15. 15.
    Birley, S.J.: The Role of Networks in the Entrepreneurial Process. J. Business Ventur. 1, 107–117 (1985)CrossRefGoogle Scholar
  16. 16.
    Johanison, B., Monsted, M.: Contextualizing Entrepreneurial Networking: The Case of Scandinavia. Int. Stud. Manag. Organ. 27, 109–136 (1996)Google Scholar
  17. 17.
    Moore, G.: Structural determinants of men’s and women’s personal networks. American Socio. Rev. 55, 726–735 (1990)CrossRefGoogle Scholar
  18. 18.
    Davidson, P., Honig, B.: The role of social and human capital among nascent entrepre-neurs. J. Business Ventur. 18, 301–331 (2003)CrossRefGoogle Scholar
  19. 19.
    Granovetter, M.: Getting a Job: A Study of Contacts and Careers. Harvard University Press, Cambridge (1974)Google Scholar
  20. 20.
    Linda, A., Renzulli, H.A., James, M.: Family matters: Gender, networks, and Entrepreneurial Outcomes. Social Forces 79, 523–546 (2000)Google Scholar
  21. 21.
    Peter, A., Robert, C., Colin, M.: Social capital and entrepreneurship in Great Britain. Enterprise Innovation Manag. Stud. 2, 119–144 (2001)CrossRefGoogle Scholar
  22. 22.
    Bian, Y.J.: Off the network: A Sociological Analysis of the entrepreneurial process. Sociol. 6, 74–88 (2006)Google Scholar
  23. 23.
    Bian, Y.J.: Sources and role of urban residents’ social capital: network perspective and conduction. China Social Sci. 3, 136–146 (2004)Google Scholar
  24. 24.
    Davidson, P.: Determinants of entrepreneurial intentionss. In: Rent IX Workshop, Italy, November 23-24 (2012)Google Scholar
  25. 25.
    Krueger, N.: The impact of prior entrepreneurial exposure on perceptions of new venture feasibility and desirability. Entrep. Theory Pract. 18(1), 5–21 (1993)Google Scholar
  26. 26.
    Kolvereid, L.: Prediction of employment status choice intentions. Entrep. Theory Pract. 21, 47–57 (1996)Google Scholar
  27. 27.
    Peterman, N.E., Kennedy, J.: Enterprise Education: Influencing Students’ Perceptions of Entrepreneurship. Entrep. Theory Pract., 129–144 (2003)Google Scholar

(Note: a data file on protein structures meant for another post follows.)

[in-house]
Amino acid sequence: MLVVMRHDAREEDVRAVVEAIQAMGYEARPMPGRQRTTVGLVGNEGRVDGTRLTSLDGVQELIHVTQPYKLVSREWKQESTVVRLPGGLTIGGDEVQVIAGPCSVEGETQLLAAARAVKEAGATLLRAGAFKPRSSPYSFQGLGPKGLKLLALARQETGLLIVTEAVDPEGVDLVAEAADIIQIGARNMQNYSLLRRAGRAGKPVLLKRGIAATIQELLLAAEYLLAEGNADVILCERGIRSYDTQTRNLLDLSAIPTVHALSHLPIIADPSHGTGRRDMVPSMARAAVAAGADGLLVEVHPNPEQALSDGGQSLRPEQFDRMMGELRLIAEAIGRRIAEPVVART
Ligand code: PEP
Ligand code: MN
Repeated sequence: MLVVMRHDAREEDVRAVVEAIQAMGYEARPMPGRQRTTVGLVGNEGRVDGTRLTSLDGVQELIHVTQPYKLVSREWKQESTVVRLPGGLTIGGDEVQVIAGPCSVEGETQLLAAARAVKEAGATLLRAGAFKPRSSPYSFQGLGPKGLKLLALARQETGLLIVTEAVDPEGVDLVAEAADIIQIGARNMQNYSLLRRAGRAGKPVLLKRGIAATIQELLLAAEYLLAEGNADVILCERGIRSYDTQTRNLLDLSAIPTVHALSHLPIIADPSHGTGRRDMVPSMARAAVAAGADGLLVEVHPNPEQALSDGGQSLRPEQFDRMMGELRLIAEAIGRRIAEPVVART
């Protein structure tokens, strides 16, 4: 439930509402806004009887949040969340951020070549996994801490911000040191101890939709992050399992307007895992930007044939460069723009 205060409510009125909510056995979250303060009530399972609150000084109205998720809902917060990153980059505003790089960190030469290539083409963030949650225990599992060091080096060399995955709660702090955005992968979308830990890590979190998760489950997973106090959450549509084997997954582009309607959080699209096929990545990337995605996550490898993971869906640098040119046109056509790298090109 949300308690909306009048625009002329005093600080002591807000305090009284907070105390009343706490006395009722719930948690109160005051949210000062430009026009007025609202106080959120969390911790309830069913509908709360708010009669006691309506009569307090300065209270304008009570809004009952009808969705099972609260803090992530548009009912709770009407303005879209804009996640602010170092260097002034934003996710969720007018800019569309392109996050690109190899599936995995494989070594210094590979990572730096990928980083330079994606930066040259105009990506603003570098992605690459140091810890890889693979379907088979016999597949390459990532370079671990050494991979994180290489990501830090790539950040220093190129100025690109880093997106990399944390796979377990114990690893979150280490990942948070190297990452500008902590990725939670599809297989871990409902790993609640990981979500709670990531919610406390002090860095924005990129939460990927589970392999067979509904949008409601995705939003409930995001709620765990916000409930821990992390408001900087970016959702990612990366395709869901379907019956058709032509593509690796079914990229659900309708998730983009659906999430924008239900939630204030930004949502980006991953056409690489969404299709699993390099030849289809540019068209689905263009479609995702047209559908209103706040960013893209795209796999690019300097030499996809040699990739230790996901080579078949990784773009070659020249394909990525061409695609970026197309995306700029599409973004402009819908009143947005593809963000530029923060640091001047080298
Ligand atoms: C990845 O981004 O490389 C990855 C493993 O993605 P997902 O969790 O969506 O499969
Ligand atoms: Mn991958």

28. 28.
    Reitan, B.: Entrepreneurial intentionss: a combined models approach. In: 9th Nordic Small Business Research Conference, Lillehammer, Norway, pp. 29–31 (1996)Google Scholar
  29. 29.
    Shapero, A.: Some social dimensions of entrepreneurship. In: Kent, C., Sexton, D., Vesper, K. (eds.) The Encyclopedia of Entrepreneurship, Prentice Hall, Englewood CliffsGoogle Scholar
  30. 30.
    Kim, K., Thomas, S.: How Social Network Structure Shapes Entrepreneurial Intentions? J. Global Entrepren. Research Winter Spring 1, 3–19 (2011)Google Scholar
  31. 31.
    Wang, W.D.: Network capital and personal capital of China’s urban residents. Sociol. 3, 151–166 (2006)Google Scholar
  32. 32.
    Zhao, Y.D.: Social network’s role in disaster management-based on survey in Wenchuan earthquake. China Soft Science 8, 56–64 (2011)Google Scholar
  33. 33.
    Aizzat, M., Noor, H., et al.: Examining a Model of Entrepreneurial intentions Among Malaysians Using SEM Procedure. Euro. J. Sci. Research 33, 365–373 (2009)Google Scholar
  34. 34.
    Lüthje, C., Franke, N.: The making of an entrepreneur: testing a model of entrepreneurial intent among engineering students at MIT. Research Manag. Develop. 33, 135–147 (2003)Google Scholar
  35. 35.
    Diochon, M., Gasse, Y., Menzies, T., Garand, D.: Attitudes and Entrepreneurial Action: Exploring the Link. In: Administrative Sciences of Canada, pp. 1–11 (2002)Google Scholar
  36. 36.
    Kennedy, J., Drennan, J., Renfrow, P., Watson, B.: Situational factors and entrepreneurial intentions. In: Proceedings of the Small Entrepreneurial Association of Australia and New Zealand 16th Annual Conference, Ballarat, Australia, pp. 1–12 (2003)Google Scholar

Copyright information

© Springer-Verlag Berlin Heidelberg 2012

Authors and Affiliations

  • Lu Xiao
    • 1
  • Ming Fan
    • 1
  1. 1.School of ManagementJiangsu UniversityZhenjiangChina

Personalised recommendations